not seek this via post-mortem transcendence. In overcoming the natural forces of mortality, the
initiate sought to establish the supernatural processes which bequeathed the divine power of
immortality to the inccrncic self. By conflating the manifest and the absolute, the alchemy of
offerings, and does everything else auspicious. The left hand must perform all the
inauspicious activities: cleaning the excretory orifices, even killing animals. And almost
all the people in the world are naturally right handed. Aghora is the mastery of all actions,
inauspicious as well as auspicious. Left is always more intense than right, because the left
side of the body is controlled by Shakti.
The antinomian indulgences of the left-hand path are usually defined in terms of the five mc|¯rcs: five
forbidden elements which in Sanskrit begin with the mc-|¯rc, which is to say, the letter m. These five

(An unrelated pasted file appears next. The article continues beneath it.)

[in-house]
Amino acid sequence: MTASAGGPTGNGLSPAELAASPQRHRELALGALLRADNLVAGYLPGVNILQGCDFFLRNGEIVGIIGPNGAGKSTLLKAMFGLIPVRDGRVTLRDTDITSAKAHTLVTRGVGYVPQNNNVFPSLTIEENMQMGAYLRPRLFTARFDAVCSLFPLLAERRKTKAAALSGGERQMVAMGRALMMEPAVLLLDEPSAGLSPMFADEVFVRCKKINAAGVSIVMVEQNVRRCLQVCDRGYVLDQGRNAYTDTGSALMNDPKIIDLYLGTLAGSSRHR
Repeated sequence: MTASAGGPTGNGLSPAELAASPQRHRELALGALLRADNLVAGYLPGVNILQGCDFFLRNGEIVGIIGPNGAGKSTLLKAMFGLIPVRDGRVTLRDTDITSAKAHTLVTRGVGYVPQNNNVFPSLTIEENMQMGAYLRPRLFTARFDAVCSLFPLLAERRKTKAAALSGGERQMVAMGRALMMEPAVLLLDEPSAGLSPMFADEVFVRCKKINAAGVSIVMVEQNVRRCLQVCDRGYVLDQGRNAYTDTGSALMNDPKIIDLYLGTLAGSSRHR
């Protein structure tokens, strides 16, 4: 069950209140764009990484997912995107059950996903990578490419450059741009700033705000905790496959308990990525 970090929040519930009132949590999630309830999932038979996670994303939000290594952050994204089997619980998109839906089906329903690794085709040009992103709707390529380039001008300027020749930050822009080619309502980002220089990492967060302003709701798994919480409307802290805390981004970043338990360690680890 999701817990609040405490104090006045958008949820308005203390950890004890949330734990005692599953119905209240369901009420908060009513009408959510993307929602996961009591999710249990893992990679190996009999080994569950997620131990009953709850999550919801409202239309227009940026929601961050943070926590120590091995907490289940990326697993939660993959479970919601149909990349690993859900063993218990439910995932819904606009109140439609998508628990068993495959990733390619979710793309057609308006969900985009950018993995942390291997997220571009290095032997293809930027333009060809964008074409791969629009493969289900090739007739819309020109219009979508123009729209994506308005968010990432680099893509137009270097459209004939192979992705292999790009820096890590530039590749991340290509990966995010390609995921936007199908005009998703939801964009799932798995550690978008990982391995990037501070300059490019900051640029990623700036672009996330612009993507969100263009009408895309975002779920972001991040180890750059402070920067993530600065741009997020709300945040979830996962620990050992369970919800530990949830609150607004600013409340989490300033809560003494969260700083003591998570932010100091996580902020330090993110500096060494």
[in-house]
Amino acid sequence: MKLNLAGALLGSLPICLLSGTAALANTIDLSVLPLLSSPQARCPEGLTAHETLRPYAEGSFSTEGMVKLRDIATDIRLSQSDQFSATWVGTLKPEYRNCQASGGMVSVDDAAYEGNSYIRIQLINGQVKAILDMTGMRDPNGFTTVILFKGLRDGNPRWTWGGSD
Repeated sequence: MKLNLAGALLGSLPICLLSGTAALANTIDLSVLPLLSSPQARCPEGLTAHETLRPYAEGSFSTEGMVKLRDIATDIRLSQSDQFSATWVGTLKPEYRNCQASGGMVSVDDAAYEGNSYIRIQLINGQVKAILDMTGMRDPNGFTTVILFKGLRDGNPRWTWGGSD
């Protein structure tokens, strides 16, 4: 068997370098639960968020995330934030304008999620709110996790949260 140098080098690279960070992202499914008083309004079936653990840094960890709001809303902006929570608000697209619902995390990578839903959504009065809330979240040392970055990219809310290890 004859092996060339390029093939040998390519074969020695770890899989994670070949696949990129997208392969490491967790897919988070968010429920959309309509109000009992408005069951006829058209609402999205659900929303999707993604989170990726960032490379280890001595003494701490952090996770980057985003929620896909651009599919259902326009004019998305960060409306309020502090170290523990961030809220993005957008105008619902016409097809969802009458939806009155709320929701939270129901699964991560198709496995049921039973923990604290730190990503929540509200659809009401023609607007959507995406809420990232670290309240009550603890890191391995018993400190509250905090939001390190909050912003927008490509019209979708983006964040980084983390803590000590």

elements are namely mc!qc, ‘wine,’ m¯msc, ‘flesh,’ mcisqc, ‘fish,’ mu!r¯, ‘cereals’ and mcii|unc, ‘sexual
intercourse.’ It is important to realise that these five areas of indulgence were in stark opposition to the
observances of the orthodox traditions of Hinduism, particularly Upanisadic asceticism, which sought
liberation by abstaining from such activities. Consider, for instance, the pre-tantric attitude which
conceived women as "fuel to the fire of hell” (Georg Feuerstein, 1|c |sscncc cj Ycgc . A Ccniri|uiicn ic
i|c Psqc|c|isicrq cj |n!icn Citi|isciicn (London: Rider, 1974), 183).
Cf. Ku|¯rnctc 1cnirc 9.55:
Valuing what is devalued in the world and devaluing what the world values, this the
Terrifying Lord who is the supreme Self has pointed out is the path of the Heart (i.e.
Translation, Douglas Renfrew Brooks, "The Ocean of the Heart : Selections from the Ku|¯rnctc 1cnirc,"
in 1cnirc in Prcciicc, ed. David Gordon White, Princcicn Rcc!ings in Rc|igicns (Princeton, N.J.:
Princeton University Press, 2000), 357, parenthesis mine.
That the t¯m¯c¯rc demands more than indulgence in socio-religious taboos is attested to in the